Getting This Figured Out

 

Prior planning required.

Prior planning required.

(Note: I added a bunch of links, in case anyone wants to use this as a guide to some of the posts on this site.)

I started this blog about seven months ago; a chronicle of my personal effort to figure out where humanity is headed and how we might possibly change course.  And I didn’t begin from scratch in May; this has been a topic I’ve pondered for a decade or more, often bouncing ideas off of Mr. X. And, as I’ve written repeatedly, it’s a tough problem. BUT—I’m getting it figured out. If I had that magic wand I keep talking about, I’d have a pretty good idea about how to wave it around. Problem after problem has yielded; it’s amazing how a week of study and pondering and “sleeping on it” can clarify an issue. As I learn more, the pieces have been falling into place even faster. Of the millions of possible future paths, huge swaths of them can be quickly carved away as unworkable or as dead ends. Mankind isn’t going to colonize the stars, (at least not any time soon) (good Tom Murphy post), we aren’t going to ditch the free-market, we aren’t going to all hold hands together and sing Kum-ba-ya and be able to fix the issues that face us. We can’t go backward and reject technology and efficiency, and yet we have to be careful about going forward, toward ever more consumption and planetary impact. We can’t depend on fusion or fast reactors (and perhaps not fission, either), or vertical farms, or living in the sea. And as we ponder, we have to realize that the entire system is in motion, with incredible momentum. We’re like kayakers in a turbulent, fast-moving river, with limited ability to maneuver; only if we start early enough we can set course toward the spots ahead where we can shoot the rapids and avoid being dashed on the rocks.

So, I’ve written about seventy posts, and I haven’t had to change my mind about much (one big reversal centered around self-sufficiency; clarified thinking here). And, the vision meshes; the ideas all work with one another. The answers to most of our problems exist; we just need to build the world we need. Net-zero houses, permaculture, electric vehicles, renewable energy, reduced consumption, off-shore and onshore wind, stricter building efficiency codes, PV and thermal solar, DC transmission lines, time-of-use pricing, the power of consumer demand and targeted investing, efficiency and conservation, habitat protection, fairer trade systems, shifts away from materialism and moves toward more meaningful lifestyles, the power of millions acting in concert, smart grids, vehicle-to-grid (V2G) technology, recycling and circular systems, organic agriculture, pumped hydro and other grid-scale storage, using fossil fuels to transition, reduced meat consumption, the list goes on. The answers are out there, and the path forward is possible.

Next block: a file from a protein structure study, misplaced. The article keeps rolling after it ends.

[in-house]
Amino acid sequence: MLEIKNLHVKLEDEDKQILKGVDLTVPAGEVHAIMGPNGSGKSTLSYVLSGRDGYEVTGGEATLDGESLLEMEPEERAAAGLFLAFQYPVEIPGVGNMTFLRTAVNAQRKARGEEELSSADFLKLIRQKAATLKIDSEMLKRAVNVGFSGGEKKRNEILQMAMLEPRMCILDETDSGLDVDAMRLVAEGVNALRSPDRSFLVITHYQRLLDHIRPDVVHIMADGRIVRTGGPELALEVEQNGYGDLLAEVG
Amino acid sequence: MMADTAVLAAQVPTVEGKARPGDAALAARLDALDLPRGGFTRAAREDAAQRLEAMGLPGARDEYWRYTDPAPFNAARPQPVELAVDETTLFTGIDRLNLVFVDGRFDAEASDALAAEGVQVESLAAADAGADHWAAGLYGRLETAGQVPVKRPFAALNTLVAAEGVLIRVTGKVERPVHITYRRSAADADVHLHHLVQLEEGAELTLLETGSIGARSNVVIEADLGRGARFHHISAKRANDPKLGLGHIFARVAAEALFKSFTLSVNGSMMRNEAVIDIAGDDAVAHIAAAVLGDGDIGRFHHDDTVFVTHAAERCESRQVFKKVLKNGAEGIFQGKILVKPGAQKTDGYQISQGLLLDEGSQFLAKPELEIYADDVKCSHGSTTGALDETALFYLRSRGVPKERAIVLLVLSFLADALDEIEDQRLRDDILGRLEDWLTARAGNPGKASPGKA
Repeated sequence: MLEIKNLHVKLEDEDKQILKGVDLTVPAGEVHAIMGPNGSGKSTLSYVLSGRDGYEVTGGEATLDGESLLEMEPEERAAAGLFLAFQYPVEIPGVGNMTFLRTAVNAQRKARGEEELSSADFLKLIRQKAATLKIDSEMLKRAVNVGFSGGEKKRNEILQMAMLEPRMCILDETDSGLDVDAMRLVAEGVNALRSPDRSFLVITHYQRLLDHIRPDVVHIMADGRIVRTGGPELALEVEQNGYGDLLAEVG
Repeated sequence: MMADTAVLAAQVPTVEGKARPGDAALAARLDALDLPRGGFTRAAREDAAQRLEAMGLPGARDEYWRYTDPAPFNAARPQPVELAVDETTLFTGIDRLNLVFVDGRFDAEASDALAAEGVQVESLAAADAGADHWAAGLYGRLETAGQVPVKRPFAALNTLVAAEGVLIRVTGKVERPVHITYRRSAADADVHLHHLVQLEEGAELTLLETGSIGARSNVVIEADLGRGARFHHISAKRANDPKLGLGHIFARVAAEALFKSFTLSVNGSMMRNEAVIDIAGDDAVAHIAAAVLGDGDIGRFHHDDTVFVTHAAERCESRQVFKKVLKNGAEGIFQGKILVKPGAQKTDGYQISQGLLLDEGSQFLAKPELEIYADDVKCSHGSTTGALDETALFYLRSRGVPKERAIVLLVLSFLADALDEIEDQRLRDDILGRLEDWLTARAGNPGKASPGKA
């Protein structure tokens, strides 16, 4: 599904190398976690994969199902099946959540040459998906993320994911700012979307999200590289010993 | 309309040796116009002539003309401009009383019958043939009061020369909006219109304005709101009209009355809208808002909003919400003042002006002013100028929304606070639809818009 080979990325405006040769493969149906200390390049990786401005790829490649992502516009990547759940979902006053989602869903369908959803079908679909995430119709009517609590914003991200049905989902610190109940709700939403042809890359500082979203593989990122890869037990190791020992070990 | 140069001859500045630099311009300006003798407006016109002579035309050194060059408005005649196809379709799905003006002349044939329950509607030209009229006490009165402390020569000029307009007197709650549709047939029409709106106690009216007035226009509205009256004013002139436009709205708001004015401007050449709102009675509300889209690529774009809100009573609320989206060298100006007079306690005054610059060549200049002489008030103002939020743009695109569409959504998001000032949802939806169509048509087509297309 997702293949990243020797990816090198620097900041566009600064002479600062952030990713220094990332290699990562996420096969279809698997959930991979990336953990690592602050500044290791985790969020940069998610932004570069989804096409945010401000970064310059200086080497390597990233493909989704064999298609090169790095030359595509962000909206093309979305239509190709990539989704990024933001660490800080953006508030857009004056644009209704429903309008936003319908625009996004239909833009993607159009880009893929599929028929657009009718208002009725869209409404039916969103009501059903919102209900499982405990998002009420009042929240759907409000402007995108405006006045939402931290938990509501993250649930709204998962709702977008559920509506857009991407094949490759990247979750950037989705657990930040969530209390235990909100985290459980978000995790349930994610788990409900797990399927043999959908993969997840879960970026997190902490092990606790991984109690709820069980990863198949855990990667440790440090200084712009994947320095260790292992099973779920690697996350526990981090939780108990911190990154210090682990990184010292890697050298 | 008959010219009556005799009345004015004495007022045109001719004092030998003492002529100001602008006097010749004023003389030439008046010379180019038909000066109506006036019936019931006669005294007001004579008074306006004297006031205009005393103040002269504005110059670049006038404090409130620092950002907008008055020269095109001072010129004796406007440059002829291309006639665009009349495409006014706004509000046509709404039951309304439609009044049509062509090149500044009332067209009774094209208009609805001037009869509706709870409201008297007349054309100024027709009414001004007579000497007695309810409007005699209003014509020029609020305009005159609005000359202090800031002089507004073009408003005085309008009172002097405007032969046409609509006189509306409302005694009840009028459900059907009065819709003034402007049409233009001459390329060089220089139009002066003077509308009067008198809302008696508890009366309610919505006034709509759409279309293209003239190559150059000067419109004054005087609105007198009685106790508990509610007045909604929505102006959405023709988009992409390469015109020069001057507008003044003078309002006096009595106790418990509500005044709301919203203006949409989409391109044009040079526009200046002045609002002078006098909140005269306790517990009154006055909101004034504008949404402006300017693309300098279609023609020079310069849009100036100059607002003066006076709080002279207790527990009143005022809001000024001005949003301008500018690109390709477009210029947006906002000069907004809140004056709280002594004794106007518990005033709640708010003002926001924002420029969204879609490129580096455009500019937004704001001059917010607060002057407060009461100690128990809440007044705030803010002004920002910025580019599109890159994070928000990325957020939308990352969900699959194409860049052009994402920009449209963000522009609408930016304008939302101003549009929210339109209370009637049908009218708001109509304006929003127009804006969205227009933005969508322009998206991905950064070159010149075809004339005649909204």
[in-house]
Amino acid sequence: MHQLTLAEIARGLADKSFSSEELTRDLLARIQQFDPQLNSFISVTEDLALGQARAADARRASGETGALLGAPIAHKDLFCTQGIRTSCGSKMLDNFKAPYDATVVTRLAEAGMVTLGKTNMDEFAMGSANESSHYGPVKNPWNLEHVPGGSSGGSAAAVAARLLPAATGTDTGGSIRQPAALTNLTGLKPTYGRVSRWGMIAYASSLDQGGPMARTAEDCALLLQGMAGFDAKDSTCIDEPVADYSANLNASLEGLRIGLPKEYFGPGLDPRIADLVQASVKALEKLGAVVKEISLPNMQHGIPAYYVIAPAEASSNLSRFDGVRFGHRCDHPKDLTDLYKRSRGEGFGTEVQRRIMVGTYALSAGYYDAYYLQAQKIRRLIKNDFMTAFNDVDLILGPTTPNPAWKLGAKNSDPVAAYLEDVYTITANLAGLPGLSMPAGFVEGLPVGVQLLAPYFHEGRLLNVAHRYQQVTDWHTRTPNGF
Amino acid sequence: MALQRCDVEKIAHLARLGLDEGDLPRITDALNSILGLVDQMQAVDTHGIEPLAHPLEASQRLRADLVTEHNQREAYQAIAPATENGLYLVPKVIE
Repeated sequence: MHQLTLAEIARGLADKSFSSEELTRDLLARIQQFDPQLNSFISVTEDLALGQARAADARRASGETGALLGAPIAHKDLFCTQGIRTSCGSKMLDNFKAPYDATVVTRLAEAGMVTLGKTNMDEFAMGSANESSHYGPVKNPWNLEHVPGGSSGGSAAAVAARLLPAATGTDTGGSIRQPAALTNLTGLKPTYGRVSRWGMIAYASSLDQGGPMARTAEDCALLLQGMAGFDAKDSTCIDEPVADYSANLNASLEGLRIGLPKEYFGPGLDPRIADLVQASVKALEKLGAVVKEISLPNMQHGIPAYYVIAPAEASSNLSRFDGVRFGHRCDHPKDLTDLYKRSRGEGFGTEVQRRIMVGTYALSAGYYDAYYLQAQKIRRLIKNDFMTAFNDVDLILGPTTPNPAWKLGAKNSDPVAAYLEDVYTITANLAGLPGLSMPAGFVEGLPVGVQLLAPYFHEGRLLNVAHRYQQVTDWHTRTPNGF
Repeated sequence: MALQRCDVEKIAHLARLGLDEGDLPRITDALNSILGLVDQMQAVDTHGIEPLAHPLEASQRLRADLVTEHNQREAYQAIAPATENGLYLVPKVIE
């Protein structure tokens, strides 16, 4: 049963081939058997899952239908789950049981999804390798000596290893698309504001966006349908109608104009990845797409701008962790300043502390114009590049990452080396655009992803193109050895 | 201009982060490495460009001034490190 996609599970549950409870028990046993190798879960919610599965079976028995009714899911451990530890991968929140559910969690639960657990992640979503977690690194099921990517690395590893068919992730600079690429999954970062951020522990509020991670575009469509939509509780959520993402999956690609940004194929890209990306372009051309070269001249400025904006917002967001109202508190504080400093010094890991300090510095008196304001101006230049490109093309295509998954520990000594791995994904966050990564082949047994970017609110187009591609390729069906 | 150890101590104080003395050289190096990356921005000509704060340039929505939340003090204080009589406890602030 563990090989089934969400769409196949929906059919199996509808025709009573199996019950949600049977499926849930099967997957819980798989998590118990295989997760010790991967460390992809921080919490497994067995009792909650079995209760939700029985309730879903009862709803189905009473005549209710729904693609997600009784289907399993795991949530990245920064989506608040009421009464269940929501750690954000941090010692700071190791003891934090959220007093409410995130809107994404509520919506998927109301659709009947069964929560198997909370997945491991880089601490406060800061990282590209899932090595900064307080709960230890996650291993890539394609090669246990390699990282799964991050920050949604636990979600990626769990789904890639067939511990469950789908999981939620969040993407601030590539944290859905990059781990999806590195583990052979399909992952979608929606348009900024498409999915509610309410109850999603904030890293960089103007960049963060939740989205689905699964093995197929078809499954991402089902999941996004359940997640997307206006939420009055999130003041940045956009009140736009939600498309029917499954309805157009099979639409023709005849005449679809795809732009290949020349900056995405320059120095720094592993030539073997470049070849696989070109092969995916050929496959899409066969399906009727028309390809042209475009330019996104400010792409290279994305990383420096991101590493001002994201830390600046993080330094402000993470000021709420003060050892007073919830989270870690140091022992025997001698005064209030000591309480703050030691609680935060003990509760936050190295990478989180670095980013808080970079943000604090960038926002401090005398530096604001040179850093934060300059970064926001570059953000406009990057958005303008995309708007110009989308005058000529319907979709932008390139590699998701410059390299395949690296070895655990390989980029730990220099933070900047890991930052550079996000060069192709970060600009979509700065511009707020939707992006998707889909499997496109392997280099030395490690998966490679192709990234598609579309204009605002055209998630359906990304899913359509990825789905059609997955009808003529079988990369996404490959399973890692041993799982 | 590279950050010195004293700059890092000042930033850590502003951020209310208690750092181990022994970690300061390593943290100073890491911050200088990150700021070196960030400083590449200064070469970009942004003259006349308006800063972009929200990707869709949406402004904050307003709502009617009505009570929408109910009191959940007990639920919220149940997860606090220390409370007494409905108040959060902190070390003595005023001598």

Many trying to quit wrecking the planet.

Many trying to quit wrecking the planet.

And, though I initially felt alone, in the last seven months I’ve realized how many tens of thousands of other people out there are also pushing in these same directions. Some are focused in a little too closely, and sometimes miss the forest for the trees, but their hearts are in the right place. There are permaculture groups and renewable power groups and off-grid-living groups and myriad others, all using social media and spreading the word. And, I get the feeling that for every person out there who is actively involved, there are tens or hundreds that care, and are paying attention.

There are still trouble spots; glitches in the vision. Among them, how zero-growth would work, economically. Other changes ahead are perfectly possible to envision, but getting them to happen might be the difficult part, such as a carbon tax, or the need to dramatically reduce air travel. But, my main point—none of it is really a mystery. So, my plea for today—join the movement. There are a million tiny parts to play, and it’s all work that needs done. I’m something of a generalist, and spend most of my time figuring out how the parts all fit together, but we need the experts, too. So get involved. Plant a nut tree, install a solar panel, ride a bike, take a hike, insulate your house, learn about wildlife or soil or forest conservation efforts in your area, ask your power company about purchasing renewable electricity, get a pellet stove, quit buying factory-farmed meat, and realize that life’s meaning lies in your friends and experiences, and not in material possessions. While you’re at it, pick something and become an expert at it, and share your knowledge with others.

And, keep an eye on the big picture as you do it. I’ll help with that part.

Top image credit: zabelin / 123RF Stock Photo